preparing channels for contacting said lead layer through said depletion zone layer in said intended diode area.
13. A process in accordance with claim 12, wherein said insulation regions surrounding the diode-metal contact are prepared in said depletion zone layer by using said diode-metal contact by means of an implantation process.
14. Process in accordance with claim 13, wherein an etching stopping layer or a passivating layer is additionally deposited on said depletion zone layer.
15. Process in accordance with claim 12, wherein an etching stopping layer or a passivating layer is additionally deposited on said depletion zone layer.
Rectifying, majority carrier-predominated metal-semiconductor diodes (so-called Schottky diodes) are used in the form of individual components or in the form of monolithically integrated circuits (so-called MMICs) for mixers and detectors in sensor, communications and radar systems used at extremely high frequencies. Metal-semiconductor diodes from the III/V material gallium arsenide (GaAs) are used for this purpose almost exclusively due to the fact that their electronic properties are more favorable for these applications. Furthermore, the resistive (so-called semi-insulating) GaAs substrate is favorable for the integration technique in the high-frequency range for manufacturing technical reasons, and it is therefore preferably employed.
The highest sensitivities ever have been reached and maximum frequencies up into the terahertz range are attained with such diodes. The relatively high cutoff voltage of the diodes in the forward direction, which is typically in the range of 0.7 V to 0.8 V due to electronic surface states in the GaAs, is a disadvantage of these components. To reach sufficient performance capacity for mixer applications in terms of conversion loss, pumping capacity, sensitivity and noise behavior, such diodes are therefore operated with bias voltages (e.g., S. A. Maas: Microwave Mixers, 2nd edition, Artec House, Boston, 1993).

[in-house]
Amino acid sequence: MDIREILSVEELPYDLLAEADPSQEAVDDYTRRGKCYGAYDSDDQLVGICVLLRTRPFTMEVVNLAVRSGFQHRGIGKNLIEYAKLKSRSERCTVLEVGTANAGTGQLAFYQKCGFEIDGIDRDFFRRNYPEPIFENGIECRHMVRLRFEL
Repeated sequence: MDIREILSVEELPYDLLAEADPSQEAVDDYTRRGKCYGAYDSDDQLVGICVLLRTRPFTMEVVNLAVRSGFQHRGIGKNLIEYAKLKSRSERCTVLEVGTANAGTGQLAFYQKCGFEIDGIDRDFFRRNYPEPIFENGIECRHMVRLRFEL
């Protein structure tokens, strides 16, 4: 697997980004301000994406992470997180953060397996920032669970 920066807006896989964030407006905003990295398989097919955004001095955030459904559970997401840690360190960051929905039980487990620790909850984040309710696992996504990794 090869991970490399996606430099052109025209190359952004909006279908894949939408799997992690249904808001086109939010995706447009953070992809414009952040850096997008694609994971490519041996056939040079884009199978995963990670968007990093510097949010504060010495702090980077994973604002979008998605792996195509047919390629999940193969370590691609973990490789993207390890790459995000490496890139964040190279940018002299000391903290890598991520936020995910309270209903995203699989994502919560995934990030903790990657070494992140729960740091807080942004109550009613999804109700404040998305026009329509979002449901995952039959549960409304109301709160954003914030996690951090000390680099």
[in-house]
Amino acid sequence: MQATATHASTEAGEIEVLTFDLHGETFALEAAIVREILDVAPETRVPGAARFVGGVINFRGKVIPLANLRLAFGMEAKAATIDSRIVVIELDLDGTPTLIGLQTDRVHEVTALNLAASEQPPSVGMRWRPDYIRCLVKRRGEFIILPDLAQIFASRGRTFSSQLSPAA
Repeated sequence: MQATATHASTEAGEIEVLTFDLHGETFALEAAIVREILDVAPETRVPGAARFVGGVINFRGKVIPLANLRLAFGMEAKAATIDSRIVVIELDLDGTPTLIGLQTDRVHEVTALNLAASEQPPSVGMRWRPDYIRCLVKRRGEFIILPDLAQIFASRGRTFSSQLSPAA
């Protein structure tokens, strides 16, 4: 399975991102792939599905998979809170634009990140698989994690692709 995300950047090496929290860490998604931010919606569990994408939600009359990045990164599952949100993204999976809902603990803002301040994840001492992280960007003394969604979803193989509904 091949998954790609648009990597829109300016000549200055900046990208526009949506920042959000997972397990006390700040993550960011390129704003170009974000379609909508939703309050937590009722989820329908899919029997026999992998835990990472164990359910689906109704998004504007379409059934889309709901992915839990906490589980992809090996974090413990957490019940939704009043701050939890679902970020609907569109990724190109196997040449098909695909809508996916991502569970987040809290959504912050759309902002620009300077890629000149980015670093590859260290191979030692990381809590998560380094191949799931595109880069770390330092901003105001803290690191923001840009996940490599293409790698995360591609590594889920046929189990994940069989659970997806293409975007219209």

However, operation with a bias voltage leads to disturbances known as Townsend current hum. On the other hand, operation without bias voltage requires a high pumping capacity of the local oscillator (LO) to reach a low conversion loss.
It has been known from theoretical calculations from U. V. Bhapkar, T. A. Brennan and R. J. Mattauch: InGaAs Schottky Barrier Mixer Diodes for Minimum Conversion Loss and Low LO Power Requirements at Terahertz Frequencies, Proceedings of the 2nd international Symposium on Space Terahertz Technology, Feb. 1991, pp. 371-388, that a marked reduction in the necessary LO power for pumping the mixer diode can be expected from Schottky diodes with reduced electron release barriers at InGaAs depletion zone layers compared with GaAs depletion zone layers at comparable conversion losses. In addition, structures consisting of InGaAs layers with constant In content (20% or 30%) and experimental results were already mentioned in the above-mentioned publication. To obtain acceptable depletion zone lengths, layer thicknesses between 80 nm and 150 nm were prepared. However, these thicknesses are far greater than the corresponding critical layer thicknesses, so that the regions are already partially relaxed. Such structures contain a large number of dislocation lines and crystal defects, which exert a highly unfavorable effect on the electronic behavior of the diode as well as on the reliability and the quality of the component.